Workers' Compensation and Disability

Workers’ compensation provides medical care, rehabilitation, and cash benefits for workers who are injured on the job or who contract work-related illnesses. It also pays benefits to families of workers who die of work-related causes. Each state regulates its own workers’ compensation program, with no standard reporting requirements. Unlike other U.S. social insurance programs, state workers’ compensation programs are not federally financed or administered. And, unlike private pensions or employer-sponsored health benefits that receive favorable federal tax treatment, no federal laws set standards for “tax-qualified” plans or require comprehensive reporting of workers’ compensation coverage and benefits.

An Overview

Historically, workers’ compensation has been the first social insurance program adopted in developed countries. In the U.S. most states adopted workers’ compensation laws during a relatively short period between 1910 and 1920. The first workers’ compensation law in the United States was enacted in 1908 to cover certain federal civilian workers. The first constitutional state laws were passed in 1911 by New Jersey and Wisconsin. The last state to pass a workers’ compensation law was Mississippi, in 1948.

Workers’ compensation as a source of disability benefits is surpassed in size only by the federal Social Security Disability Insurance (SSDI) program and Medicare. These programs provide cash and medical benefits respectively to workers with disabilities who become unable to work prior to normal retirement age. In 2013, workers’ compensation paid $32.0 billion in cash benefits and $31.5 billion for medical care, a total of $63.6 billion. In that year, Social Security paid $140.0 billion in wage replacement benefits to disabled workers and their dependents, and Medicare paid $85.2 billion for medical and hospital care for disabled persons under age 65.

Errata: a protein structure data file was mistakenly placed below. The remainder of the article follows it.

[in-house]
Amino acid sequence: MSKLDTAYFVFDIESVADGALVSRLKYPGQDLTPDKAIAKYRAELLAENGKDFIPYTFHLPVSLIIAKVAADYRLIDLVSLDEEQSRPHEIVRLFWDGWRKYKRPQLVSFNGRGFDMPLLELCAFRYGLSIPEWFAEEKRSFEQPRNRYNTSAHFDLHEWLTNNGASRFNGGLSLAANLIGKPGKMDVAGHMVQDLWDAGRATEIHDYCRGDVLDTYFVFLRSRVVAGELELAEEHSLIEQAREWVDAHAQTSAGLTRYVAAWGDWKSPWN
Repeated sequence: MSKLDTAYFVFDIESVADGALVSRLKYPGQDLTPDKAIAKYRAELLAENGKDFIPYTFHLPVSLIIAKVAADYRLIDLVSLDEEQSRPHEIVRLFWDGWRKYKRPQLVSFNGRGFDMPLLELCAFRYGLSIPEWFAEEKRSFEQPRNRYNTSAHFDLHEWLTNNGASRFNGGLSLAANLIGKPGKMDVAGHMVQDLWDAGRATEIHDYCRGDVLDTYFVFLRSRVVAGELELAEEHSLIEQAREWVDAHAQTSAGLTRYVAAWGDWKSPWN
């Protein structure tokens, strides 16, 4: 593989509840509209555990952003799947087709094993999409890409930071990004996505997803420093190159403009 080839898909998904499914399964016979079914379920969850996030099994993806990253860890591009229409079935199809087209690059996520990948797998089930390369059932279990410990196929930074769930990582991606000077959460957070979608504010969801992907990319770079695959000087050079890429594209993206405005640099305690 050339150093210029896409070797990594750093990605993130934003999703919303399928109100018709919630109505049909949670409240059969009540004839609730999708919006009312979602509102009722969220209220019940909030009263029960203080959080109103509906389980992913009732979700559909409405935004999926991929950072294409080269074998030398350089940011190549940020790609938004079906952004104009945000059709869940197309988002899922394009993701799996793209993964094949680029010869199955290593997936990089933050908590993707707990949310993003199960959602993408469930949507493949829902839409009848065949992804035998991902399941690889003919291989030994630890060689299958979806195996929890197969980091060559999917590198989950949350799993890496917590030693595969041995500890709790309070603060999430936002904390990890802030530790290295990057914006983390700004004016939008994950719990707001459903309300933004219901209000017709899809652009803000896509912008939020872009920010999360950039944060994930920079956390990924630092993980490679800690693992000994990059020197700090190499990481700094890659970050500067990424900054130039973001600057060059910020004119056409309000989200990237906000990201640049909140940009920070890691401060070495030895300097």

Workers’ compensation costs to employers were $88.5 billion in 2013, an increase of 19.8 percent from 2009. For employers who purchase insurance from private carriers and state funds, these costs consist of premiums written in the calendar year plus benefit payments made under deductible provisions. For self-insured employers, the costs include benefit payments made during the calendar year and administrative costs associated with providing these benefits.

For more information, see:

Types of Workers' Compensation Benefits

Workers' compensation pays for medical care for work-related injuries immediately; it pays temporary disability benefits after a waiting period of three to seven days; and it pays permanent partial and permanent total disability benefits to workers who have lasting consequences of disabilities caused on the job. This is in contrast to Social Security Disability Insurance payments, which begin five months after the onset of the injury or condition that makes the individual unable to work. Medicare coverage begins 29 months after the onset of the injury.